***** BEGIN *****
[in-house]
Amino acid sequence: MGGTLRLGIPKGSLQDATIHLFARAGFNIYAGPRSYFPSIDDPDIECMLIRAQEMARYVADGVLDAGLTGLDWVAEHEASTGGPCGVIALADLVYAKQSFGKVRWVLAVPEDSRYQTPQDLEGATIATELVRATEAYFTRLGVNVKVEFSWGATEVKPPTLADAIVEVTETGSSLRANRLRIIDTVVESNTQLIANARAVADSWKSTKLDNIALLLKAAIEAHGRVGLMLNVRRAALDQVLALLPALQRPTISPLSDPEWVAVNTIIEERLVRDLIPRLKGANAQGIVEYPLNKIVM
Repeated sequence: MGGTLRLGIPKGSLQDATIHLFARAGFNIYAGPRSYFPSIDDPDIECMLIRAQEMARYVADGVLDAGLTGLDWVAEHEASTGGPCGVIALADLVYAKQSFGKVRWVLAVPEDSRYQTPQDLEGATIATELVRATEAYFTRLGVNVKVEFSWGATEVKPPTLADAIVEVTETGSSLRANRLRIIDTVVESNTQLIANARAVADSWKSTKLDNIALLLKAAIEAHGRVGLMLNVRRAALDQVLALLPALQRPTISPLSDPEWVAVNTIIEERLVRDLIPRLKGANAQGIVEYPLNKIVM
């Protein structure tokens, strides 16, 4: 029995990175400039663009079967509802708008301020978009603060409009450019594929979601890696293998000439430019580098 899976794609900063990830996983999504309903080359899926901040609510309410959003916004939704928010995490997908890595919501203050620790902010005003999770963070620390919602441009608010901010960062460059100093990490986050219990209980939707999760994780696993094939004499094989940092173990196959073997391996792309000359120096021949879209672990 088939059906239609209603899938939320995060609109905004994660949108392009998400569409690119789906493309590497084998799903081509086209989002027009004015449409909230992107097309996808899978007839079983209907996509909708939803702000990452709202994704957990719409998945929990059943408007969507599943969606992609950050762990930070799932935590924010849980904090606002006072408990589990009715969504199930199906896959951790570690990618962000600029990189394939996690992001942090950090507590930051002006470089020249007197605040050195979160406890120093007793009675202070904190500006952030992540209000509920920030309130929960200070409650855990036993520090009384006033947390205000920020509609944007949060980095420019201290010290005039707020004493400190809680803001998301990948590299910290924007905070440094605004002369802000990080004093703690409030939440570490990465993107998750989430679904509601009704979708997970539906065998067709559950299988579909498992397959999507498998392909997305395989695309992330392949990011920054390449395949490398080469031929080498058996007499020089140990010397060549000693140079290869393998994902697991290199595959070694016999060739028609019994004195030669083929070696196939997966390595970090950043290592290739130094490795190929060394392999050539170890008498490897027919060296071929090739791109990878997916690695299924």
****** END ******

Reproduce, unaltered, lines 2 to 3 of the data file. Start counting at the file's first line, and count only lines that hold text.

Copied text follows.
Amino acid sequence: MGGTLRLGIPKGSLQDATIHLFARAGFNIYAGPRSYFPSIDDPDIECMLIRAQEMARYVADGVLDAGLTGLDWVAEHEASTGGPCGVIALADLVYAKQSFGKVRWVLAVPEDSRYQTPQDLEGATIATELVRATEAYFTRLGVNVKVEFSWGATEVKPPTLADAIVEVTETGSSLRANRLRIIDTVVESNTQLIANARAVADSWKSTKLDNIALLLKAAIEAHGRVGLMLNVRRAALDQVLALLPALQRPTISPLSDPEWVAVNTIIEERLVRDLIPRLKGANAQGIVEYPLNKIVM
Repeated sequence: MGGTLRLGIPKGSLQDATIHLFARAGFNIYAGPRSYFPSIDDPDIECMLIRAQEMARYVADGVLDAGLTGLDWVAEHEASTGGPCGVIALADLVYAKQSFGKVRWVLAVPEDSRYQTPQDLEGATIATELVRATEAYFTRLGVNVKVEFSWGATEVKPPTLADAIVEVTETGSSLRANRLRIIDTVVESNTQLIANARAVADSWKSTKLDNIALLLKAAIEAHGRVGLMLNVRRAALDQVLALLPALQRPTISPLSDPEWVAVNTIIEERLVRDLIPRLKGANAQGIVEYPLNKIVM